“’The evidence of bias weakens the findings of our original meta-analysis. Since we completed our literature search in 1995, a considerable number of new homeopathy trials have been published. The fact that a number of the new high-quality trials … have negative results, and a recent update of our review for the most “original” subtype of homeopathy (classical or individualized homeopathy), seem to confirm the finding that more rigorous trials have less-promising results. It seems, therefore, likely that our meta-analysis at least overestimated the effects of homeopathic treatments”

“Homeopathy: never letting the facts get in the way of a good story.

I, John Benneth respond:

Dear I Say,

Bravo for finally ponying up some seemingly reasonable opposition, it certainly is better than most of the other garbage being dumped on us from the opponents of homeopathy. But shame on you for leaving important concluding remarks that put what you have quoted in contrast in context, which reveals your negative bias. The quote actually runs: “We conclude that in the study set investigated, there was clear evidence that studies with better methodological quality tended to yield less positive results. Because summarizing disparate study features into a single score is problematic, meta-regression methods simultaneously investigating the influence of single study features seem the best method for investigating the impact of study quality on outcome.”

But like them all, you’re missing the point entirely, switching criteria away from what is important to what can be made vituperative. The unproven underlying assumption in all opposition to homeopathy is that there is no physical basis for its action, that its action is psychogenic, therefore a medical sham, wrapped up into one vague term, placebo.
Would you be laying the charge of medical sham at the doorstep of psychology because it uses a “talking cure”, attempts to treat mental disorders without psychoactive drugs? The success of psychology, a derivative of hypnosis, is also considered to be a psychological construction. This part of the argument against homeopathy contradicts the second, that homeopathy doesn’t work, for if the terms did not reflect reported benefits, they wouldn’t exist, nor would there be a doctrine such as psychology that is in full support of them.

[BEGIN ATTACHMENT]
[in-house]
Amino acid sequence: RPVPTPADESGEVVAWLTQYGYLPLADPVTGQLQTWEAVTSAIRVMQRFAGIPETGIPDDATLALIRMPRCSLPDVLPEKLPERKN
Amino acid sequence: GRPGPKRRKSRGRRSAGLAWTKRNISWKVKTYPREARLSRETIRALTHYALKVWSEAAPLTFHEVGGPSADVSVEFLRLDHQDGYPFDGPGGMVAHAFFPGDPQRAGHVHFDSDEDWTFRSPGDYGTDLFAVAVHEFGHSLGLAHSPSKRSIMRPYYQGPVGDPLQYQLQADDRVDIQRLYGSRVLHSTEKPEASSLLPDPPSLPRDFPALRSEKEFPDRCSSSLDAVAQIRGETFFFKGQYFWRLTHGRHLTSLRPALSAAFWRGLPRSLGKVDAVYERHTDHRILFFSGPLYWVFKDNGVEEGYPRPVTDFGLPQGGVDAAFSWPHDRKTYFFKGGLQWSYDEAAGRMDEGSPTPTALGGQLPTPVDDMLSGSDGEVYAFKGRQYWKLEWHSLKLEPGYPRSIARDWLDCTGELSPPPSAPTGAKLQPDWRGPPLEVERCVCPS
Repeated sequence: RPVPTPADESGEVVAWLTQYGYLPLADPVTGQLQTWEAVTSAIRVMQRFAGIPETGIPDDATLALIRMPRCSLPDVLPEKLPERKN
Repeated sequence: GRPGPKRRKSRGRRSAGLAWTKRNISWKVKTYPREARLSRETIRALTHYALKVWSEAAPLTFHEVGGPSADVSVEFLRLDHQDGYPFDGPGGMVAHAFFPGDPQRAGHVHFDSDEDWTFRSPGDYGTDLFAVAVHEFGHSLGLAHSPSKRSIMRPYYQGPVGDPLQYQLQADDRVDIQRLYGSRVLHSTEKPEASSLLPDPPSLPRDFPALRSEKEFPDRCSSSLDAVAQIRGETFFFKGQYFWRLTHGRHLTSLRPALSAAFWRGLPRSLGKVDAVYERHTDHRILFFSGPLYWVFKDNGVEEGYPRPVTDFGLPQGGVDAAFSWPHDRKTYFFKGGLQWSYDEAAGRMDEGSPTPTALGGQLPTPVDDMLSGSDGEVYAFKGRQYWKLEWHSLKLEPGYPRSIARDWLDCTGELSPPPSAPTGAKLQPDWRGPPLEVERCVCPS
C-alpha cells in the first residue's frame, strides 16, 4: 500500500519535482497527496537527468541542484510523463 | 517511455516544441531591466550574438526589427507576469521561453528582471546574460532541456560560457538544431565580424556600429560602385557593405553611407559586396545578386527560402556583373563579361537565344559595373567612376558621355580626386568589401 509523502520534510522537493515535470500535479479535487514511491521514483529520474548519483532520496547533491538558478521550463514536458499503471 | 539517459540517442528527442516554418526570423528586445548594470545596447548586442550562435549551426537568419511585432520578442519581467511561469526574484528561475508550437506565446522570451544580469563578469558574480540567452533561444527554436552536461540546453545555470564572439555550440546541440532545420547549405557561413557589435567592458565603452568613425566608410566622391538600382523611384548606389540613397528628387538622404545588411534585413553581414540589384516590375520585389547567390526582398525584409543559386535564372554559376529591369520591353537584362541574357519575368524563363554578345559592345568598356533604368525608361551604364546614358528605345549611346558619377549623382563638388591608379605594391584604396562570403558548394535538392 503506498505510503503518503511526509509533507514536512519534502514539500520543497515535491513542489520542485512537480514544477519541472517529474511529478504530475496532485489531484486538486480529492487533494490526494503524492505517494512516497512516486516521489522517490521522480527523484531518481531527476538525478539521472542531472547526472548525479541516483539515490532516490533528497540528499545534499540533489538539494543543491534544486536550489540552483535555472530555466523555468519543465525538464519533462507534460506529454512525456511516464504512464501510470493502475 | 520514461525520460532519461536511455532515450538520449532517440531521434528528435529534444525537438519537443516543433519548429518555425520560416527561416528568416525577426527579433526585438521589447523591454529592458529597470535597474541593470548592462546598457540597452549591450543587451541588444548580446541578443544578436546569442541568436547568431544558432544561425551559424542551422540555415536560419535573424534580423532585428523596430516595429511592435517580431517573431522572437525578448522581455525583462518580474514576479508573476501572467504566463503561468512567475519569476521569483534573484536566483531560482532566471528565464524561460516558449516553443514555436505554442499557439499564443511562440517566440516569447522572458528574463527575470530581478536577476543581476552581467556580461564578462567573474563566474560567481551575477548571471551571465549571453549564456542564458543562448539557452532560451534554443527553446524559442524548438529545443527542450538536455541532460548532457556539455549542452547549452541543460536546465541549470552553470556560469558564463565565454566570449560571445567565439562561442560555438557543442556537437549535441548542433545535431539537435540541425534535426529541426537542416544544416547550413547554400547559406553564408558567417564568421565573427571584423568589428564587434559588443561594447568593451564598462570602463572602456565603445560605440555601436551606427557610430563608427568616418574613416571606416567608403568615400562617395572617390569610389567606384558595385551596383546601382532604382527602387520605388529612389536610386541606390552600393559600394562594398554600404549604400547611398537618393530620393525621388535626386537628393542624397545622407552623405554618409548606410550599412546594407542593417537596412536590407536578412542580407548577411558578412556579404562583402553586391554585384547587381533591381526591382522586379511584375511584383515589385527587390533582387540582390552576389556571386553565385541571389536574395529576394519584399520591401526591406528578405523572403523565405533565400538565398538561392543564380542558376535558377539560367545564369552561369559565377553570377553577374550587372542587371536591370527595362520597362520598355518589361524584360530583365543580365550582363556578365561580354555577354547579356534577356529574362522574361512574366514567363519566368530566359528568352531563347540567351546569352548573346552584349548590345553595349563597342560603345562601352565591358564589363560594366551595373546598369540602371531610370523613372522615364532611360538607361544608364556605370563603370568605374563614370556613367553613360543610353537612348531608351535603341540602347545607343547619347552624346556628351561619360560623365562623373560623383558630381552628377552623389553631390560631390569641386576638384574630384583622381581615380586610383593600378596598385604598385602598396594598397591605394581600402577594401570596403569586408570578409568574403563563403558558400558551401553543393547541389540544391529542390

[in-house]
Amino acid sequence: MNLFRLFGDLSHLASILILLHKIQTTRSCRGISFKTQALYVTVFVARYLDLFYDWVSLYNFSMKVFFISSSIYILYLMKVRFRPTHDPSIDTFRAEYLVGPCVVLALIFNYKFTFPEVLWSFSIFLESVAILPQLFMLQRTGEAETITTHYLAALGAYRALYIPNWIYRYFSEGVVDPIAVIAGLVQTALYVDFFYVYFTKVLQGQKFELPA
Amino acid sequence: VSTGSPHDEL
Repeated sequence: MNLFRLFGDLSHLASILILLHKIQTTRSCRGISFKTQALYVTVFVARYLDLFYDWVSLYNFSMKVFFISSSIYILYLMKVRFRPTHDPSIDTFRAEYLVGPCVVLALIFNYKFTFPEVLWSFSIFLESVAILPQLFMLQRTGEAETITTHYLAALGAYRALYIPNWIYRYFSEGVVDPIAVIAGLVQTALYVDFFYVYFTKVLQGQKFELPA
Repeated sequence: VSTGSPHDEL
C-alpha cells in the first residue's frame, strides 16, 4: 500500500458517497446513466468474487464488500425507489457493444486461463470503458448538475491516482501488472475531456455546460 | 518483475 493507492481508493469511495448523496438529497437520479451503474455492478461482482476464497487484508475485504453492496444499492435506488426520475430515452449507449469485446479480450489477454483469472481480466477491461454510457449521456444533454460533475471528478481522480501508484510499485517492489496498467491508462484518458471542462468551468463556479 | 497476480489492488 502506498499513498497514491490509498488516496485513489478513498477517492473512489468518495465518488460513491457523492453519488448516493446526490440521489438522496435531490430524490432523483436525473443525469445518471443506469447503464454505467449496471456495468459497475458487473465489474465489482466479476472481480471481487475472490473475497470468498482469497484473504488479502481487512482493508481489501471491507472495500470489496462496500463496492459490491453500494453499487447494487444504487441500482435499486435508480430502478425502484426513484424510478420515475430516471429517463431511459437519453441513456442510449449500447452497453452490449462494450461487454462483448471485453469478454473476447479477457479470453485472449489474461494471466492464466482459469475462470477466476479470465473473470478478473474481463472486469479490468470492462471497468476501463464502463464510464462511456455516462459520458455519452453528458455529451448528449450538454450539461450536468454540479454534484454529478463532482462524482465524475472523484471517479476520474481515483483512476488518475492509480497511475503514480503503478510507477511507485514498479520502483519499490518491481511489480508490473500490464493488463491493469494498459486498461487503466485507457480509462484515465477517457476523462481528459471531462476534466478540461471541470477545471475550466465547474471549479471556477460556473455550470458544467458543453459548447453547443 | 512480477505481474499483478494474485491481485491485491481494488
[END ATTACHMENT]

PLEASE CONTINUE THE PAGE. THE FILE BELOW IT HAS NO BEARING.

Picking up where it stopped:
This may seem a wandering from Linde, but it goes right to the point. The Linde study explicitly asks “Are the Clinical Effects of Homeopathy Placebo Effects?” and then says it is “A Meta-analysis of Placebo-Controlled Trials.” (Linde,1)The results of their meta-analysis, they say, “are not compatible with the hypothesis that the clinical effects of homoeopathy are completely due to placebo. Lancet 1997; 350: 834–43.
The subsequent re-analysis of Linde by the authors does not recant this, it merely says they may have overestimated the effects, and this is prima facie, only within the context of the meta-analysis.
But who can expect Linde questioning placebo effects to be a reasonable investigation when the trials are for verum? Linde has fallen into the common trap of allowing allopathy to set the terms criteria and question. But even so it still favors homeopathy, even in re-analysis.
If we are to ask the placebo question, then we must explore it using a protocol for placebo, not verum, and all testing I have seen is testing for verum. For instance, if we are asking if this is placebo, we would first strip away the psychogenic influence, and using homeopathic high dilutes, perform objective biochemical tests on human products, such as red and white blood cells, in vitro.
It then should come as a great surprise to anyone who believes homeopathics are placebos, to learn that biochemical testing has been done, repeatedly, showing overwhelming results in favor of homeopathy. The majority of results are positive, and they rate higher in methodological assessment than the negative tests. Unless you are willing to believe that the majority of the investigators in biochemical tests for homeopathics, like Prof. Madeleine Ennis of Queens University in Belfast, have psychokinetic powers, or are all making the same unknown error, or are liars, then you have to conclude that it is most likely that the effect of these substances in the subjects they came from are not solely due to psychogenesis. How can the placebos have an effect on blood cells in a petri dish?